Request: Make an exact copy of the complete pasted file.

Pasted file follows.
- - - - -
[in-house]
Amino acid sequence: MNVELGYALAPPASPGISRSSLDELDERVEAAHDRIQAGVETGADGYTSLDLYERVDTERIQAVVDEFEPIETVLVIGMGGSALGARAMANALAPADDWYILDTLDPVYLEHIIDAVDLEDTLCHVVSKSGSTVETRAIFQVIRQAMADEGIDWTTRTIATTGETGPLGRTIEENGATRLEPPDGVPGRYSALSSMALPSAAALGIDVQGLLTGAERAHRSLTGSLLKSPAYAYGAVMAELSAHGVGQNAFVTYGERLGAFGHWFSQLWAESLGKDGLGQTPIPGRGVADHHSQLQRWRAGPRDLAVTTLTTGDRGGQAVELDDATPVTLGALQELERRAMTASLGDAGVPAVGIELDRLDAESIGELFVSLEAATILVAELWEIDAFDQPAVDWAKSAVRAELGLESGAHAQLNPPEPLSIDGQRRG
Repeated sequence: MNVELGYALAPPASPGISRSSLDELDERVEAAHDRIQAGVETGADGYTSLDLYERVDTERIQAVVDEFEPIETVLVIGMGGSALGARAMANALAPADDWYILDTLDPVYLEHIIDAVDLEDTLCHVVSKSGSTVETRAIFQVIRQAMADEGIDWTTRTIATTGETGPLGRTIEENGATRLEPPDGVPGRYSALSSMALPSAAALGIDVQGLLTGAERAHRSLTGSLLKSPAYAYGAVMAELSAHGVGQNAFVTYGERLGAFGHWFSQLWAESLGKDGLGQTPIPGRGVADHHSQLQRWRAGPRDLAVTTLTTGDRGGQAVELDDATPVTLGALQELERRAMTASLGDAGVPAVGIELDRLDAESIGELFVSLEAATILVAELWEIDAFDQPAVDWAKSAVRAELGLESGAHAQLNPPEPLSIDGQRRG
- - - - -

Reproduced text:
[in-house]
Amino acid sequence: MNVELGYALAPPASPGISRSSLDELDERVEAAHDRIQAGVETGADGYTSLDLYERVDTERIQAVVDEFEPIETVLVIGMGGSALGARAMANALAPADDWYILDTLDPVYLEHIIDAVDLEDTLCHVVSKSGSTVETRAIFQVIRQAMADEGIDWTTRTIATTGETGPLGRTIEENGATRLEPPDGVPGRYSALSSMALPSAAALGIDVQGLLTGAERAHRSLTGSLLKSPAYAYGAVMAELSAHGVGQNAFVTYGERLGAFGHWFSQLWAESLGKDGLGQTPIPGRGVADHHSQLQRWRAGPRDLAVTTLTTGDRGGQAVELDDATPVTLGALQELERRAMTASLGDAGVPAVGIELDRLDAESIGELFVSLEAATILVAELWEIDAFDQPAVDWAKSAVRAELGLESGAHAQLNPPEPLSIDGQRRG
Repeated sequence: MNVELGYALAPPASPGISRSSLDELDERVEAAHDRIQAGVETGADGYTSLDLYERVDTERIQAVVDEFEPIETVLVIGMGGSALGARAMANALAPADDWYILDTLDPVYLEHIIDAVDLEDTLCHVVSKSGSTVETRAIFQVIRQAMADEGIDWTTRTIATTGETGPLGRTIEENGATRLEPPDGVPGRYSALSSMALPSAAALGIDVQGLLTGAERAHRSLTGSLLKSPAYAYGAVMAELSAHGVGQNAFVTYGERLGAFGHWFSQLWAESLGKDGLGQTPIPGRGVADHHSQLQRWRAGPRDLAVTTLTTGDRGGQAVELDDATPVTLGALQELERRAMTASLGDAGVPAVGIELDRLDAESIGELFVSLEAATILVAELWEIDAFDQPAVDWAKSAVRAELGLESGAHAQLNPPEPLSIDGQRRG